By Andy Bell
This week, five MPs have marked Parliament Week by writing blogs for Centre for Mental Health on the importance of a range of mental health issues in their constituencies. The five MPs come from three different political parties and from different parts of the country. They are united, however, by a common understanding of the importance of mental health in their constituencies and the need for greater attention both locally and nationally to the needs of people living with a mental health condition.
A few years ago, it was a rare occurrence indeed for mental health issues to be talked about in parliament. Few members of parliament felt compelled to champion mental health issues or raise concerns about the needs of people with mental health problems. When mental health issues did receive political attention, it was often only because of concerns about risk and violence that often exacerbated stigma rather than reducing it.
In the last two years, by contrast, mental health has been debated in parliament on numerous occasions, on a range of different topics. Some MPs have talked about their own experiences of mental ill health for the very first time. And last year parliament legislated to outlaw the last vestiges of discriminatory legislation against people with mental health problems such as the bar on jury service or sitting as an MP.
This begs two important questions. Why has this dramatic change happened? And what difference will it make to people’s lives?
The reasons for this change are many and varied. The Time to Change anti-stigma campaign and the willingness of people such as Stephen Fry, Ruby Wax and Alastair Campbell to talk about their experiences of mental ill health have created a new openness that did not exist even five years ago. More MPs are also now telling us that mental health issues are prominent in their constituency surgeries and the letters they receive – that more people are talking to them about mental health concerns and seeking support for their causes. A combination of encouragement and pressure from constituents to engage more positively with any issue can greatly enhance its importance to MPs.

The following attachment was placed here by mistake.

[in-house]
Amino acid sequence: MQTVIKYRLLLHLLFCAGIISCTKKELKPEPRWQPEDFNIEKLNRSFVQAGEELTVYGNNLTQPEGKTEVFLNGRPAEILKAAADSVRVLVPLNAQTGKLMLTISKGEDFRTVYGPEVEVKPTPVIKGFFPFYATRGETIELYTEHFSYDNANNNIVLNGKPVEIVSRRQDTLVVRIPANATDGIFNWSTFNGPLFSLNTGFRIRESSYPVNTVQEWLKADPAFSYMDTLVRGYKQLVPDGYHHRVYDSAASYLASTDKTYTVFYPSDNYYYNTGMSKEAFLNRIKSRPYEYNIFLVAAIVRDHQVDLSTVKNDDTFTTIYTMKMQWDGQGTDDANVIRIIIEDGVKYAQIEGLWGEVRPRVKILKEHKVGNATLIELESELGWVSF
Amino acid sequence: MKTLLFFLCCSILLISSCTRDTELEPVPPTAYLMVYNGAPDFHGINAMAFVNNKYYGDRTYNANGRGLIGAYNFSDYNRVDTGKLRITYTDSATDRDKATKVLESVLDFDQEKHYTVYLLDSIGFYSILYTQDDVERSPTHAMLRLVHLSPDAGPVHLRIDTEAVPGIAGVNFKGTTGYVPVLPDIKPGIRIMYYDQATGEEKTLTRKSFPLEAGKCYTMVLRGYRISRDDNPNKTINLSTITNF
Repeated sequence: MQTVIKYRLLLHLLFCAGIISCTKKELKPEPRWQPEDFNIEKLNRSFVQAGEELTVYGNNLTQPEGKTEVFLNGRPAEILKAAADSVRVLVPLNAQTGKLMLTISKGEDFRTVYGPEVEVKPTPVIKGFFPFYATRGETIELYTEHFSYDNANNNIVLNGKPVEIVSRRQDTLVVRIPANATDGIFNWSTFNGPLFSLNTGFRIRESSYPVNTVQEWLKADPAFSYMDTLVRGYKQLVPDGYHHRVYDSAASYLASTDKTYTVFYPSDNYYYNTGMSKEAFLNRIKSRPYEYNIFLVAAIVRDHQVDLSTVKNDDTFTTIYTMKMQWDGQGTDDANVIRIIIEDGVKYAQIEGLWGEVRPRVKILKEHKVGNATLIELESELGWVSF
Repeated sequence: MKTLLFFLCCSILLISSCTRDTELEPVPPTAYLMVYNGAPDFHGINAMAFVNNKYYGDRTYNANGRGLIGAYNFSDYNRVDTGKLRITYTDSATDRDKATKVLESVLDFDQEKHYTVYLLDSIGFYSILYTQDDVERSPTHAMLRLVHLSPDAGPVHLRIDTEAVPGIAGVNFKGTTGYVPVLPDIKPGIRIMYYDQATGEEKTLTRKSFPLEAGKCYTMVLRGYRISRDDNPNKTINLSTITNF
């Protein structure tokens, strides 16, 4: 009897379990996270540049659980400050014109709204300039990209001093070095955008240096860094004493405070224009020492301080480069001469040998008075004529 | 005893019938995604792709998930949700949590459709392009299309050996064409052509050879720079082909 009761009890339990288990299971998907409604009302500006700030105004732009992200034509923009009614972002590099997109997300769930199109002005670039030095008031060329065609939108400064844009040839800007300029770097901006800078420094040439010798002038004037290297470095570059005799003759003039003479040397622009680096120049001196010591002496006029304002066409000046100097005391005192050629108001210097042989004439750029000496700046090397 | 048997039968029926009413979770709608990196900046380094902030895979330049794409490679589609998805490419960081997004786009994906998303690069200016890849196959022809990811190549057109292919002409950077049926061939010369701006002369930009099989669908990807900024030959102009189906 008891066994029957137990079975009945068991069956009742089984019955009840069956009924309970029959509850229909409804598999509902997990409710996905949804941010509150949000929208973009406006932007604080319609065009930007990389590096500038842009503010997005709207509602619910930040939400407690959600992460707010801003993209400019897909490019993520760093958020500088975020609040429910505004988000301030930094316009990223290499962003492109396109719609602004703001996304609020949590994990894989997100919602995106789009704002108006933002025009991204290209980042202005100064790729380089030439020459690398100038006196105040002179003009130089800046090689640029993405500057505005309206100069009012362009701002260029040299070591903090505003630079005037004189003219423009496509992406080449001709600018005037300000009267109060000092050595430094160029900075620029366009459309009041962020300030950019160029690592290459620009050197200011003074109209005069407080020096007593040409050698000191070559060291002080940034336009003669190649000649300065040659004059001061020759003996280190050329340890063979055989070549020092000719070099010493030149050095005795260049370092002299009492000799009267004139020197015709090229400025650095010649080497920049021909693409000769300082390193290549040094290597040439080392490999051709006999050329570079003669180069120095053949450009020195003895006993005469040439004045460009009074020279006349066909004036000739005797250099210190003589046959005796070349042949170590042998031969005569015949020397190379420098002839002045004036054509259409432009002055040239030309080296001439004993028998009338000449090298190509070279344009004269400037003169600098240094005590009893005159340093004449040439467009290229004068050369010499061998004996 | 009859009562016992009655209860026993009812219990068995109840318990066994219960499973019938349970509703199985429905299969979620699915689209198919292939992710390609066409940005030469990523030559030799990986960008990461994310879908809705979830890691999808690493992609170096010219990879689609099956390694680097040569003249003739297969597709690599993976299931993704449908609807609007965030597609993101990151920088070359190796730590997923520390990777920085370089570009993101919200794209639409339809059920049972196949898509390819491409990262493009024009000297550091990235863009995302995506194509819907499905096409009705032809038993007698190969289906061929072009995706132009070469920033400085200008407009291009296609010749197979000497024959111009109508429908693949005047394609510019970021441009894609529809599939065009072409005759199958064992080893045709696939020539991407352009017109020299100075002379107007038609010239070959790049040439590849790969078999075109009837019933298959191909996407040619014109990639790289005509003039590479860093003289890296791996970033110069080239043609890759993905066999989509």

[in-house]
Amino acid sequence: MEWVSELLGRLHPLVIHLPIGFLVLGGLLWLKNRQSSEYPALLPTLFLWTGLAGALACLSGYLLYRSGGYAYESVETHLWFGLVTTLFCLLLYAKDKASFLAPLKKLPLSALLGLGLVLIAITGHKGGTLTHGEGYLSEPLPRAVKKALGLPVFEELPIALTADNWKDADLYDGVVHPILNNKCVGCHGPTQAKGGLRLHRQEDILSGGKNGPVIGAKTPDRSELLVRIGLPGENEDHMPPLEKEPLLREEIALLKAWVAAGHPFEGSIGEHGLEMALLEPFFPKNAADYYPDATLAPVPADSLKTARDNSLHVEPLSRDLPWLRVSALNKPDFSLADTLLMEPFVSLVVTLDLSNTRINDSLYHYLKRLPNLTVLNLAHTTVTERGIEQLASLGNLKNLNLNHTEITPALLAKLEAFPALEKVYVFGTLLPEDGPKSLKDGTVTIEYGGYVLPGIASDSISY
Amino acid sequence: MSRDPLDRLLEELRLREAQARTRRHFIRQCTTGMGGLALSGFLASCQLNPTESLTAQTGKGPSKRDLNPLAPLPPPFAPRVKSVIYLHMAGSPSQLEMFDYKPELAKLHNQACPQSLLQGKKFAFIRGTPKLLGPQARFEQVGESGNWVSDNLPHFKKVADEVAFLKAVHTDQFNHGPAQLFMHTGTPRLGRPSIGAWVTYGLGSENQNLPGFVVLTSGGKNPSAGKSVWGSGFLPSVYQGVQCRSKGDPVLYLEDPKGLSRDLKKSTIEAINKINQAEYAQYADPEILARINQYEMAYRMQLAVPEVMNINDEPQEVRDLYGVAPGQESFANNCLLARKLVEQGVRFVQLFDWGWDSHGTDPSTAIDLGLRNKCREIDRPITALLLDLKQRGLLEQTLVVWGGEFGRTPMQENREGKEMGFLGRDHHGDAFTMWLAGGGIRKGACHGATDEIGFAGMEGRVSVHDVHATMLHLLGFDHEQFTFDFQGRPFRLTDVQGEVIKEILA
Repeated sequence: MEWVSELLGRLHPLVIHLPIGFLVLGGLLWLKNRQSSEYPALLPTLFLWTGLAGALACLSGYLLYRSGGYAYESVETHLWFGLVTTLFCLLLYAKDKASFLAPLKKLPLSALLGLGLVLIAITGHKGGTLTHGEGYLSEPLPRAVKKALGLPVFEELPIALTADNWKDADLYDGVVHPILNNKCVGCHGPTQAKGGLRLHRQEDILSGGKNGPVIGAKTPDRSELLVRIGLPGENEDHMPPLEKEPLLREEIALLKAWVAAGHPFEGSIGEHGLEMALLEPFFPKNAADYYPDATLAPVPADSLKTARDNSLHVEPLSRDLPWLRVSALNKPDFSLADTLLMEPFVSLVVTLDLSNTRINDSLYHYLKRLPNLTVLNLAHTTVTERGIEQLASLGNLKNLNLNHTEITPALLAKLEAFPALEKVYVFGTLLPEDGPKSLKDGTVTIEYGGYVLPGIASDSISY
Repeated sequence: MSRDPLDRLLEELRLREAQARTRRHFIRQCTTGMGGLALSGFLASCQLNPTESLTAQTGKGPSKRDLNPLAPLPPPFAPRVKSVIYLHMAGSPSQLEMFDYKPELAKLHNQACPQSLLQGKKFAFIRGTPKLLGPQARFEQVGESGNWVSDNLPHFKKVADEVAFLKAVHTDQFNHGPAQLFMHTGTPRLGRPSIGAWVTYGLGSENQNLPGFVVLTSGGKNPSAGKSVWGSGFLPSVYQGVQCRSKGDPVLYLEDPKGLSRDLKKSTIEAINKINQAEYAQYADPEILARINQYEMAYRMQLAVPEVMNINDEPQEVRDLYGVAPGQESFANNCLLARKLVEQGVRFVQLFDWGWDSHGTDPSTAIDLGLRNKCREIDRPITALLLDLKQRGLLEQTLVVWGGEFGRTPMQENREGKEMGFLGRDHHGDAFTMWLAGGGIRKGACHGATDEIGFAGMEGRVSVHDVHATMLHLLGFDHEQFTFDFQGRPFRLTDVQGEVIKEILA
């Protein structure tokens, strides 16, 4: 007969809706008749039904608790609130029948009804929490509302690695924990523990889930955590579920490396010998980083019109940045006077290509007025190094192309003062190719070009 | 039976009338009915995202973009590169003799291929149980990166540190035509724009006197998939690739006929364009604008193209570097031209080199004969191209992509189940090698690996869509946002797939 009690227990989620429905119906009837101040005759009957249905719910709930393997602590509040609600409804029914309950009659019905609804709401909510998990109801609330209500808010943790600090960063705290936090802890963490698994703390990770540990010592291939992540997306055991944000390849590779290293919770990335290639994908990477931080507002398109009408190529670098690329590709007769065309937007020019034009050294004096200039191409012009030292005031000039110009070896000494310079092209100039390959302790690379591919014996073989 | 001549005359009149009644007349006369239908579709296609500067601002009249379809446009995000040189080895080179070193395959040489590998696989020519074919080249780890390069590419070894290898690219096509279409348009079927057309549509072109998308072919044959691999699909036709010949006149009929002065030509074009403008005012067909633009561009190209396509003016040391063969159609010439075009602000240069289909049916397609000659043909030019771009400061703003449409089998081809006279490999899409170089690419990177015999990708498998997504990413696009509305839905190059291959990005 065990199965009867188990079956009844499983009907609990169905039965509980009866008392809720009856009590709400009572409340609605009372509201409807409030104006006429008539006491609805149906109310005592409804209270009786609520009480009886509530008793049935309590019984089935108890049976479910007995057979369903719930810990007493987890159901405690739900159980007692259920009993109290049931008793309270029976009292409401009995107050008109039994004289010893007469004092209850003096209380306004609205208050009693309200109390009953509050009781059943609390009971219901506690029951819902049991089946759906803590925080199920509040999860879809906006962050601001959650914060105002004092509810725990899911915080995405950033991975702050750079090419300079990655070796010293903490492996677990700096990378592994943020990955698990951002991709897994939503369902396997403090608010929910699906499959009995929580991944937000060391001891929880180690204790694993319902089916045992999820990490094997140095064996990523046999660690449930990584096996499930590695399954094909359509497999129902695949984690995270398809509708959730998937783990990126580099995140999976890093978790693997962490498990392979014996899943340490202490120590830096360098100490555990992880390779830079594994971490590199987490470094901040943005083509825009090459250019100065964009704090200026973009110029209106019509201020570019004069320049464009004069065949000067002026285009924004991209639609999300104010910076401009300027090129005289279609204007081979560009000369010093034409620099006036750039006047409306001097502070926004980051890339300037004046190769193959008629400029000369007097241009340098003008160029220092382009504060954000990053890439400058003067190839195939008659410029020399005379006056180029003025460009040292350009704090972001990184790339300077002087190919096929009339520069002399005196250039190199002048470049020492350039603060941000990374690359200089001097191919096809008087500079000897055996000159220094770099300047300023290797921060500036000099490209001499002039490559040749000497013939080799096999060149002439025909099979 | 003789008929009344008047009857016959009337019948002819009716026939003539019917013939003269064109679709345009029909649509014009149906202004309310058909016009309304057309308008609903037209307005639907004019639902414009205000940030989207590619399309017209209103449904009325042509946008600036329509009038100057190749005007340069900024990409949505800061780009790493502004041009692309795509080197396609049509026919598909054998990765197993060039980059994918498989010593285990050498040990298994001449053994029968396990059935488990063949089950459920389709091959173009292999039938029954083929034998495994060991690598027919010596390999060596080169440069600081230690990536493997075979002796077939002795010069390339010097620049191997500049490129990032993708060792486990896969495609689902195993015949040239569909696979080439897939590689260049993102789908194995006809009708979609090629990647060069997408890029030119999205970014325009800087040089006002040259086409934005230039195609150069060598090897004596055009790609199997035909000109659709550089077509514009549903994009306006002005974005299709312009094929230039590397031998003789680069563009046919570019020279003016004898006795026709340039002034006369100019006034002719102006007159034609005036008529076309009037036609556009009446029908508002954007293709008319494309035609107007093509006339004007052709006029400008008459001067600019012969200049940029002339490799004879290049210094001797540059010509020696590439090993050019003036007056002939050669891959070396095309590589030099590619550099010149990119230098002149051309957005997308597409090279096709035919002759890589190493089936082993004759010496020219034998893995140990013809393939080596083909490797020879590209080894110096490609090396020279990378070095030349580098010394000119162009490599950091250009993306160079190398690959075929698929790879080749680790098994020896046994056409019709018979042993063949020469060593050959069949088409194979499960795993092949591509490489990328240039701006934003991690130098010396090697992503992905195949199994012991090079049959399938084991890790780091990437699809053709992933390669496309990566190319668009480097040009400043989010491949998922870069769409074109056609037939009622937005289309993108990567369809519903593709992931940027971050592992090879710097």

The difference it will make is harder still to gauge. But signs of progress are evident. With more MPs talking about mental health and championing specific mental health issues, ministers and shadow ministers are raising their game on mental health, too. The government’s commitment to ‘parity of esteem’ for mental health has been made far easier by the universal support it receives from Westminster and this is beginning to change the way policy is made.
Too often, mental health has been an afterthought for policymakers – now it is very clearly being considered when policy is made, and not just in health but in other areas that affect people with mental health conditions. We have a long way to go before we can say with certainty that mental health issues are getting the consideration they deserve from across government and public services, but we are making progress.
And we are also beginning to see mental health issues growing in their prominence in local politics. A growing number of councils now have member champions for mental health through the mental health challenge. Some have used their new public health responsibilities to develop local mental health strategies that seek to improve wellbeing for all and to support people with mental health conditions more effectively. And it is local people talking about mental health issues to councillors that has provided the biggest impetus behind this increased interest in what councils can do to help make their lives better.
The blogs we have published this Parliament Week show how far we have come in raising the political profile of mental health. We know there is much more to do to translate this attention into action that will make a difference to people’s lives. But by building on the support we have and by encouraging MPs, councillors and other in elected office to take mental health issues seriously we can ensure that the voices of people who live with mental ill health are always heard, never ignored and consistently heeded.
Andy Bell is deputy chief executive at Centre for Mental Health.
Follow Andy on Twitter @Andy__Bell__